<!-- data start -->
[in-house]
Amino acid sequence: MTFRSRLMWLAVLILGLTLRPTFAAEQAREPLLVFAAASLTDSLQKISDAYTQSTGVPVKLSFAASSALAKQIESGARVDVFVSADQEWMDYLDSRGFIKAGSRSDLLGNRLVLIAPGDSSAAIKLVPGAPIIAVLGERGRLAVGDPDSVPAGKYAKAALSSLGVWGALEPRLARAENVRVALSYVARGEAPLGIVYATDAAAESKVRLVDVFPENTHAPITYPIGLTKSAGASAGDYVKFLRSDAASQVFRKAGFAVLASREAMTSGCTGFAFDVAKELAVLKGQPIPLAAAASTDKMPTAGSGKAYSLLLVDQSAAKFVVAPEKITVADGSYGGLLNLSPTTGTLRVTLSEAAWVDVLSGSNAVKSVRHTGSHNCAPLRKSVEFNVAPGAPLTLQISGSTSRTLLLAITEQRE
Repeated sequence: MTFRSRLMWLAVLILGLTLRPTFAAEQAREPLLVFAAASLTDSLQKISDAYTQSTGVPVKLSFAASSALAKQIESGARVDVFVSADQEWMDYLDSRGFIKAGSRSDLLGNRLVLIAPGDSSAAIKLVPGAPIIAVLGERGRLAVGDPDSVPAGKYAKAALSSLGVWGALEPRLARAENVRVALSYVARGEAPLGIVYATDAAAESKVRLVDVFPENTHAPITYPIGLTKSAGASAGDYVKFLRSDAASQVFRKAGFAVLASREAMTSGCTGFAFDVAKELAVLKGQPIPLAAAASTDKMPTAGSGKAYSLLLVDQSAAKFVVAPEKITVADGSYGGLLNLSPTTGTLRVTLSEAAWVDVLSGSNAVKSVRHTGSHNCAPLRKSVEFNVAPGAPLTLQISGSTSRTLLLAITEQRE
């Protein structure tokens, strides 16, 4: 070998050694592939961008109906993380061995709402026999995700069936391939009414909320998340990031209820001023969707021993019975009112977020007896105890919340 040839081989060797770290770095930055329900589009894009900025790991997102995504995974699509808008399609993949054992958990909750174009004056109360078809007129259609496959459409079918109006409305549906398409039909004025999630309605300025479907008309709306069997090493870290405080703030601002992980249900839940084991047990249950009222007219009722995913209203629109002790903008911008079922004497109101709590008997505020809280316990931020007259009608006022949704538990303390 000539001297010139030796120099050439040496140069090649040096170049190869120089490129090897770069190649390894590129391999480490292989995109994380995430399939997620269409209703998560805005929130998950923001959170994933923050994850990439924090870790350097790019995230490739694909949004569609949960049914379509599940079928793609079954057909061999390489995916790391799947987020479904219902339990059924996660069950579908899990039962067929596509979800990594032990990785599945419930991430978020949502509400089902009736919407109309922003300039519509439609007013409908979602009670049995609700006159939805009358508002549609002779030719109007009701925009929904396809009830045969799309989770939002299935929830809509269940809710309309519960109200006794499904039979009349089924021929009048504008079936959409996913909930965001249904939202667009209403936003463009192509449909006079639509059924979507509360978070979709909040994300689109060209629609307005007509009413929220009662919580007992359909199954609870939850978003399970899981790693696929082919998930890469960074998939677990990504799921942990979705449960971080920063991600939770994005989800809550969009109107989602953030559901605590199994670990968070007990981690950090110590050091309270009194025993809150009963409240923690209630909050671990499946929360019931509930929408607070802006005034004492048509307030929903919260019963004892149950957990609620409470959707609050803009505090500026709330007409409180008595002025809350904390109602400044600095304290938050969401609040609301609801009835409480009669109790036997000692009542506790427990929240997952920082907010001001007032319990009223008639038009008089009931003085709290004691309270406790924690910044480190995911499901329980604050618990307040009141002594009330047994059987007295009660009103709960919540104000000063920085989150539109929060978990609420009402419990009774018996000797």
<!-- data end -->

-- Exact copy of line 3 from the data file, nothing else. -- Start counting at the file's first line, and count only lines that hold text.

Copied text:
Repeated sequence: MTFRSRLMWLAVLILGLTLRPTFAAEQAREPLLVFAAASLTDSLQKISDAYTQSTGVPVKLSFAASSALAKQIESGARVDVFVSADQEWMDYLDSRGFIKAGSRSDLLGNRLVLIAPGDSSAAIKLVPGAPIIAVLGERGRLAVGDPDSVPAGKYAKAALSSLGVWGALEPRLARAENVRVALSYVARGEAPLGIVYATDAAAESKVRLVDVFPENTHAPITYPIGLTKSAGASAGDYVKFLRSDAASQVFRKAGFAVLASREAMTSGCTGFAFDVAKELAVLKGQPIPLAAAASTDKMPTAGSGKAYSLLLVDQSAAKFVVAPEKITVADGSYGGLLNLSPTTGTLRVTLSEAAWVDVLSGSNAVKSVRHTGSHNCAPLRKSVEFNVAPGAPLTLQISGSTSRTLLLAITEQRE